BRATISLAVA’S TROLLEYBUSES have celebrated their 105th birthday. On July 19, 1909, inhabitants and visitors of the city (then called Prešporok in Slovak, Pressburg in German and Pozsony in Hungarian) witnessed the festive launch of the city’s first trolleybus line.
This new means of city transport, propelled by an electric engine, was called the Electric Automobile Line to the Vydrica Valley. A ticket cost fifty hellers, or half a crown.
The first trolleybus line, however, was built in 1904 and led from the city of Poprad to Starý Smokovec in the High Tatras.
Plans to implement a trolleybus system in Bratislava had been under consideration since the late 19th century. Originally, trams were planned to drive to Vydrica Valley from 1908 on, but for economic reasons, a trolleybus line was built instead.
The first line in the city led from Predstaničné Square under the main railway station through Pražská and Brnianska Streets and Patrónka to the terminal station at Železná Studnička in the valley of Vydrica Creek.
The total length of the line was 5,800 metres and of the first seven trolleybuses, four were open and meant only for summer operation, while three were closed and operated in winter. The vehicles were constructed in Daimler Werke Wiener Neustadt in today’s Austria.
In summer, buses ran every 60 minutes in the morning and 30 minutes in the afternoon; in winter, the schedule was adapted to the weather, and 1911-1912 was the last winter operation.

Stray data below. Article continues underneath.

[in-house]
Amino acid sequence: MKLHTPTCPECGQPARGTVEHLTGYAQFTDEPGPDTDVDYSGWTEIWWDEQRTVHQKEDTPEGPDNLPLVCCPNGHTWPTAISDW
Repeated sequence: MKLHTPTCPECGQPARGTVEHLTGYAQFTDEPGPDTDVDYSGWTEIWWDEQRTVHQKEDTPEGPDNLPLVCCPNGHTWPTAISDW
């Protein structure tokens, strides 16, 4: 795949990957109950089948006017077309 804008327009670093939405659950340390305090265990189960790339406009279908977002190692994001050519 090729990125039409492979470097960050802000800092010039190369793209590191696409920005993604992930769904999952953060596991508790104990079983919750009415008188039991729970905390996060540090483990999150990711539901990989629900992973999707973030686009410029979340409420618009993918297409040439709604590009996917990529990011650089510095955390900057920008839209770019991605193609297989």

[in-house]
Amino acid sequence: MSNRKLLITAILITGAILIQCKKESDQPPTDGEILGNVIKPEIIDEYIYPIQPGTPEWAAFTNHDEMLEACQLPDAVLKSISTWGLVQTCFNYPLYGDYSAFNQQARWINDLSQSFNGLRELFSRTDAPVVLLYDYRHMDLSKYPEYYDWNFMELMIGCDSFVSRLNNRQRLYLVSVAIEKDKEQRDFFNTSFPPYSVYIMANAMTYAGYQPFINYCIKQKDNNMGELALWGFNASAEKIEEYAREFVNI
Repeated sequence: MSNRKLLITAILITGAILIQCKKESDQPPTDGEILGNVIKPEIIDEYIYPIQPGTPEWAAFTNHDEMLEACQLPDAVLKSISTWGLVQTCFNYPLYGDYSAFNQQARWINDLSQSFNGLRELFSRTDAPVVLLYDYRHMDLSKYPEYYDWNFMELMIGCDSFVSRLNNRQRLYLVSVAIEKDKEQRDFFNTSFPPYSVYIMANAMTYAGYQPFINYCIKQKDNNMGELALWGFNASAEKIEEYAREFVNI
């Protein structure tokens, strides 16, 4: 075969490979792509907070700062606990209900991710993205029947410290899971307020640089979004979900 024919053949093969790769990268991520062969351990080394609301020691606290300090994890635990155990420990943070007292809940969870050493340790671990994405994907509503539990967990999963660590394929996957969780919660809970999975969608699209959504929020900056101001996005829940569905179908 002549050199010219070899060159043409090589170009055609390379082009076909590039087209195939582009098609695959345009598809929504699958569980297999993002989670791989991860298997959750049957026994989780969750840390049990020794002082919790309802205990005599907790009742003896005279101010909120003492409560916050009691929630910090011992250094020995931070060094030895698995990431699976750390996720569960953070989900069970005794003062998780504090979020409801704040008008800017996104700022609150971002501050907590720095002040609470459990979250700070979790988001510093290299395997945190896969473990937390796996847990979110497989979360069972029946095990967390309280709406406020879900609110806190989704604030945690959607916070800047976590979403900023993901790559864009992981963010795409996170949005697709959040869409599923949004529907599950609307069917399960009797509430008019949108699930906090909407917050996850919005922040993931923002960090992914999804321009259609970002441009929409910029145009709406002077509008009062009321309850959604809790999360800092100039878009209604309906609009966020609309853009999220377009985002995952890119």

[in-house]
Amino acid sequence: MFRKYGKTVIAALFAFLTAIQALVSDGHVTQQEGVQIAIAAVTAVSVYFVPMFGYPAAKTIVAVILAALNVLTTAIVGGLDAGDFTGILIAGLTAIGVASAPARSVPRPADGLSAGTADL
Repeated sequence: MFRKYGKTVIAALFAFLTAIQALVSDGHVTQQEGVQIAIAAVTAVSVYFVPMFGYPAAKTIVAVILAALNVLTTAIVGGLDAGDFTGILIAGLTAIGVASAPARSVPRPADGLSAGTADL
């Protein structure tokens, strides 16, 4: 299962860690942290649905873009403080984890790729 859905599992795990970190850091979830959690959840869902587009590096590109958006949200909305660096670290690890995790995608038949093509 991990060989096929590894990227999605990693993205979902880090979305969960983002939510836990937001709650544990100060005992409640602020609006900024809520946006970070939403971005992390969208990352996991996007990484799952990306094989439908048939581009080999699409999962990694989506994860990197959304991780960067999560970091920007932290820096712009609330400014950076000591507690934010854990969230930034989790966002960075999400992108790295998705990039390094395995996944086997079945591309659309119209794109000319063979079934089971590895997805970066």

In the following years, trolleybuses were operated only in good weather, and locals were informed of the schedule via announcements in newspapers and on billboards at selected stops. The trolleybus line operated in Bratislava until 1915, and was cancelled due to technological problems and uneven roads.
They did not return until 1941, when modern trolleybuses of German-Czech production were imported. A new line was added, running from the Slovak National Theatre to the Main Railway Station. Further new trolleybus lines were added even during the war.
Škoda trolleybuses started to be used in 1951, and some of these are still in operation today, according to the TASR newswire. After a slump in the 1960s due to the greater prevalence of regular buses, a boom occurred during the 1970s oil crisis that brought trolleybuses and trams into much wider use. The latest trolleybus lines include 207, 211 and 212.
25. Aug 2014 at 0:00 | Compiled by Zuzana Vilikovská